The performance of the DWT was considered to be a function of a number of design variables, mentioned in the introduction, including the chord length of the duct cross section (

When

The Hooke and Jeeves direct search optimization technique

The optimization technique starts by modifying the initial design, one design variable at a time. These exploratory moves in the design space are called steps in coordinate directions. All the design variables were scaled by their initial values, and the initial step size in each coordinate direction was set to 5 %. Based on the success or failure of these steps in the coordinate directions of the five-dimensional design space, the algorithm creates pattern directions, moves the base point, and increases or decreases the step sizes. The stopping criterion was

Convergence of the optimization technique to the optimal design.

The design variables for optimal

The power coefficients of designs for optimal

The optimization was performed at a constant

To verify that there is indeed a maximum in

Both here and in

The streamlines and contours of nondimensional velocity magnitude

The geometry and streamlines of the first three configurations in Table

The optimal normal rotor gap (

Similar to

The sensitivity of the total power coefficient of the optimal design to different design variables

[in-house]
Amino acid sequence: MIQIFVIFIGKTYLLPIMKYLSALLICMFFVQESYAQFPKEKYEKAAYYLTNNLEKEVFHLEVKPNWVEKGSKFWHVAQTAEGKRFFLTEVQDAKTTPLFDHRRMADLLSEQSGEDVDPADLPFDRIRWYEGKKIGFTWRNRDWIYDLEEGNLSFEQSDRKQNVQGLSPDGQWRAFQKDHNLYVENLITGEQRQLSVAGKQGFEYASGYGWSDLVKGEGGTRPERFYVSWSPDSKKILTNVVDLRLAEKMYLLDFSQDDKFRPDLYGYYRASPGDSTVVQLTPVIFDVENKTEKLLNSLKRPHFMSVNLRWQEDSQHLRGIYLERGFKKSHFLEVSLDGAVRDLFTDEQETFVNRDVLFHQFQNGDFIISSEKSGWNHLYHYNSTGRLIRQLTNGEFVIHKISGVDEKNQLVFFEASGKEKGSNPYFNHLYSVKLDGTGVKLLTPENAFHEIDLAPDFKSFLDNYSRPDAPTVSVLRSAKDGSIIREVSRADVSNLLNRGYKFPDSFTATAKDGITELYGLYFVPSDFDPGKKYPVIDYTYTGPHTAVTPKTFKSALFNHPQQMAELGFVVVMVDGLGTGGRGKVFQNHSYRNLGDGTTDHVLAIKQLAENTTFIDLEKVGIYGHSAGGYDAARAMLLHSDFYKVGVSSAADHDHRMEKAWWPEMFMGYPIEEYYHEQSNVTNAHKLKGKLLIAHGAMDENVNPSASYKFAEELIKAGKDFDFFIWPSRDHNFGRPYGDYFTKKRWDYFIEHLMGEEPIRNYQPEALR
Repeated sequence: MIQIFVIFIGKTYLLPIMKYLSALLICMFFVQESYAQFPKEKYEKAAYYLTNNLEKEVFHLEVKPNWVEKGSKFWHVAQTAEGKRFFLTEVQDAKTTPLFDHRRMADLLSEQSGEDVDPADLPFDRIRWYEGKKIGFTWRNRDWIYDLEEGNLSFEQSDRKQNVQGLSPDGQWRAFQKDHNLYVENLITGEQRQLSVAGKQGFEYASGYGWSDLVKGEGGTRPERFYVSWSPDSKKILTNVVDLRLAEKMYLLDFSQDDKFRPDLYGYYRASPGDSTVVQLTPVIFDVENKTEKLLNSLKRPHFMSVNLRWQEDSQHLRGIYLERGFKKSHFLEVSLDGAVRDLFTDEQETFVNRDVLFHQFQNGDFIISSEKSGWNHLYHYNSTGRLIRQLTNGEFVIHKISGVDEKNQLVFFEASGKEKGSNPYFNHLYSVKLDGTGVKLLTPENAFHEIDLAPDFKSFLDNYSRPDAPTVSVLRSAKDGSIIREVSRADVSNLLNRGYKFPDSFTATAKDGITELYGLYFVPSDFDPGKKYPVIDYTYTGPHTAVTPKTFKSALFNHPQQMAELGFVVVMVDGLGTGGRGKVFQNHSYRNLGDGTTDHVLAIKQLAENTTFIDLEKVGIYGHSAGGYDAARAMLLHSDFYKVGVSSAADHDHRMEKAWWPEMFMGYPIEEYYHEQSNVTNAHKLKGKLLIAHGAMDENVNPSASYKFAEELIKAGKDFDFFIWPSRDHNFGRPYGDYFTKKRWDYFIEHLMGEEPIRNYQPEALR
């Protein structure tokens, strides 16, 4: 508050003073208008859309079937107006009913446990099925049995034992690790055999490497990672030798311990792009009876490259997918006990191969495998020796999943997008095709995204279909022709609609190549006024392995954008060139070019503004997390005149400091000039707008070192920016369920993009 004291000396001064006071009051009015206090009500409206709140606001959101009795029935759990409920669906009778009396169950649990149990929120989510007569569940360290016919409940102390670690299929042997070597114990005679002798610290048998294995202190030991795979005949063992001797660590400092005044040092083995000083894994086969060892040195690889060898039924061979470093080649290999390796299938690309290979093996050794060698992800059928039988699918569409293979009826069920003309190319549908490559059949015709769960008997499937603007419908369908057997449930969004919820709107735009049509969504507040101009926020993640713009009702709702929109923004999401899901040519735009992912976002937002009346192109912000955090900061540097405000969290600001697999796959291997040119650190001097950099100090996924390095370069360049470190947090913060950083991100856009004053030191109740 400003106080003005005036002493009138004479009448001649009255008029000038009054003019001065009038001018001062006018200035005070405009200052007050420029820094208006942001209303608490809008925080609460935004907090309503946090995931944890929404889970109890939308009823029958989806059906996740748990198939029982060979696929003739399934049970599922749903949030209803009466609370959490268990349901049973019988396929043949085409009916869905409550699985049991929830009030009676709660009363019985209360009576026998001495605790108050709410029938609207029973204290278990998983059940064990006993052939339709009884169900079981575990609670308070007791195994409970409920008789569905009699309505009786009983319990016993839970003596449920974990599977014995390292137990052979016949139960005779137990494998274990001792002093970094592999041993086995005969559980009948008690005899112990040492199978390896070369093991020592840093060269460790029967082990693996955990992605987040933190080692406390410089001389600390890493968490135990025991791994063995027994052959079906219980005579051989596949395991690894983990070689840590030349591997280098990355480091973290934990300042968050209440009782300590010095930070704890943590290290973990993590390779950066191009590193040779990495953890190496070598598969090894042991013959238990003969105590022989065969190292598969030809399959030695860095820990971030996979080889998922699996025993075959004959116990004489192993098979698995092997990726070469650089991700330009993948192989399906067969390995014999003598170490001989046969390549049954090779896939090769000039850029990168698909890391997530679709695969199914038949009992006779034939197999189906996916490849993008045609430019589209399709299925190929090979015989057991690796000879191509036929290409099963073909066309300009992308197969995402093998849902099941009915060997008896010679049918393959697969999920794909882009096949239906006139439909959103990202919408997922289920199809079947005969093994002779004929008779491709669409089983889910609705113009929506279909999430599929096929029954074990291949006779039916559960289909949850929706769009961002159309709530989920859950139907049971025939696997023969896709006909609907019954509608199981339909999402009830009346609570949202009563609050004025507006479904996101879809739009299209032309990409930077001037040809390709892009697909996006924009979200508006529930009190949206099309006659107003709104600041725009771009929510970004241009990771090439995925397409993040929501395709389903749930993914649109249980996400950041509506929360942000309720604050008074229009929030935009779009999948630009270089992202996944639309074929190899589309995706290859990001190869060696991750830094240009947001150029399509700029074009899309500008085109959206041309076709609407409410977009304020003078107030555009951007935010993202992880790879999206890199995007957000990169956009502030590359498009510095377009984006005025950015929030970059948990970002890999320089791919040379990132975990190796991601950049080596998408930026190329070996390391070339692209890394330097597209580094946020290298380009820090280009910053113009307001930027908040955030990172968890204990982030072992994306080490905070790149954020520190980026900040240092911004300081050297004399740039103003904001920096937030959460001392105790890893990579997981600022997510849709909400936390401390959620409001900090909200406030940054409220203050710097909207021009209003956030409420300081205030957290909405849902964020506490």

The sensitivity of the total power coefficient of the optimal design to different design variables.

Figure

Comparison of

To examine Reynolds number sensitivity, the simulation of the optimal design was repeated at

The result of optimization at this higher Reynolds number is shown in the second row of Table

The Reynolds number sensitivity of optimal design for

The contour plot of eddy viscosity ratio

Eddy viscosity ratio contours near the leading edge of the duct for the optimal design (

The optimal design of a ducted wind turbine with the Eppler E423 airfoil as its cross section was investigated using CFD simulations of axisymmetric RANS equations with the

The results demonstrate the existence of a maximum

Additionally, the results of optimization at fixed

The optimal angle of attack of the duct cross section decreased significantly with increasing the duct length. Additionally, the optimal design was on the verge of flow separation with respect to the angle of attack of the duct cross section and the axial position of the rotor.

The optimal normal rotor gap was close to the boundary layer thickness at the rotor. Therefore, the optimal normal rotor gap scaled proportional to the chord length of the duct cross section as the turbulent boundary layer thickness almost linearly increases with the chord length of the duct cross section. This gap is needed to create the high-velocity annular jet, which helps keep the boundary layer attached.

The optimal rotor position was at the rear of the duct, but at greater values of duct length it moved further upstream in the duct. This further upstream position was more effective at eliminating flow separation and hence allowed greater values of

Data are available upon request from the corresponding author.

NBS contributed to the methodology, ran the simulations, post-processed the data, and wrote the first draft of the paper. BTH supervised the study and contributed to the conceptualization, methodology, writing, and revision of the paper. KDV contributed to the conceptualization and revision of the paper.

The authors declare that there is no conflict of interest.

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This paper was edited by Jens Nørkær Sørensen and reviewed by Peter Jamieson, David Wood, and one anonymous referee.